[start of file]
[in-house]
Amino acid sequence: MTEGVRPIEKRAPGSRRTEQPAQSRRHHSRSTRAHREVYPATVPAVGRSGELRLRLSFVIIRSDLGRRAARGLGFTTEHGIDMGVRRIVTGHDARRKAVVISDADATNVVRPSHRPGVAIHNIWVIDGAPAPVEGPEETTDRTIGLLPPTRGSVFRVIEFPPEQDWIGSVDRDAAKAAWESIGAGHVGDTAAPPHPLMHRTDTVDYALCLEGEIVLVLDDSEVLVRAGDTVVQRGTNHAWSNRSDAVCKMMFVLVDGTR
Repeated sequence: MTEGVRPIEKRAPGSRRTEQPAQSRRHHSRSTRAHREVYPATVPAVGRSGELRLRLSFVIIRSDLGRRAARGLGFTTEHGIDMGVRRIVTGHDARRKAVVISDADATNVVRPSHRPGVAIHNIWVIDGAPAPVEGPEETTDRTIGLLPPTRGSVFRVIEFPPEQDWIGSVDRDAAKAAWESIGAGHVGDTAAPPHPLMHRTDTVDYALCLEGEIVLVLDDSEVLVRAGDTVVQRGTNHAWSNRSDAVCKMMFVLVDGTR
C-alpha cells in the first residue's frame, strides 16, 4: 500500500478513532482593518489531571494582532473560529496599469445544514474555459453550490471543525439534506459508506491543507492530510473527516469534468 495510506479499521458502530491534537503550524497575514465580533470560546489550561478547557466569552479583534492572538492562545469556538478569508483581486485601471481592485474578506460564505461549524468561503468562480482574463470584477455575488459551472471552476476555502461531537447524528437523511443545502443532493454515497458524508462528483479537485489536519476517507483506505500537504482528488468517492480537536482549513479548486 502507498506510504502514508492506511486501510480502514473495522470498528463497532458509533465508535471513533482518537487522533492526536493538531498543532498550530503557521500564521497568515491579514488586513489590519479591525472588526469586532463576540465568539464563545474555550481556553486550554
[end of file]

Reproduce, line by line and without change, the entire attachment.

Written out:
[in-house]
Amino acid sequence: MTEGVRPIEKRAPGSRRTEQPAQSRRHHSRSTRAHREVYPATVPAVGRSGELRLRLSFVIIRSDLGRRAARGLGFTTEHGIDMGVRRIVTGHDARRKAVVISDADATNVVRPSHRPGVAIHNIWVIDGAPAPVEGPEETTDRTIGLLPPTRGSVFRVIEFPPEQDWIGSVDRDAAKAAWESIGAGHVGDTAAPPHPLMHRTDTVDYALCLEGEIVLVLDDSEVLVRAGDTVVQRGTNHAWSNRSDAVCKMMFVLVDGTR
Repeated sequence: MTEGVRPIEKRAPGSRRTEQPAQSRRHHSRSTRAHREVYPATVPAVGRSGELRLRLSFVIIRSDLGRRAARGLGFTTEHGIDMGVRRIVTGHDARRKAVVISDADATNVVRPSHRPGVAIHNIWVIDGAPAPVEGPEETTDRTIGLLPPTRGSVFRVIEFPPEQDWIGSVDRDAAKAAWESIGAGHVGDTAAPPHPLMHRTDTVDYALCLEGEIVLVLDDSEVLVRAGDTVVQRGTNHAWSNRSDAVCKMMFVLVDGTR
C-alpha cells in the first residue's frame, strides 16, 4: 500500500478513532482593518489531571494582532473560529496599469445544514474555459453550490471543525439534506459508506491543507492530510473527516469534468 495510506479499521458502530491534537503550524497575514465580533470560546489550561478547557466569552479583534492572538492562545469556538478569508483581486485601471481592485474578506460564505461549524468561503468562480482574463470584477455575488459551472471552476476555502461531537447524528437523511443545502443532493454515497458524508462528483479537485489536519476517507483506505500537504482528488468517492480537536482549513479548486 502507498506510504502514508492506511486501510480502514473495522470498528463497532458509533465508535471513533482518537487522533492526536493538531498543532498550530503557521500564521497568515491579514488586513489590519479591525472588526469586532463576540465568539464563545474555550481556553486550554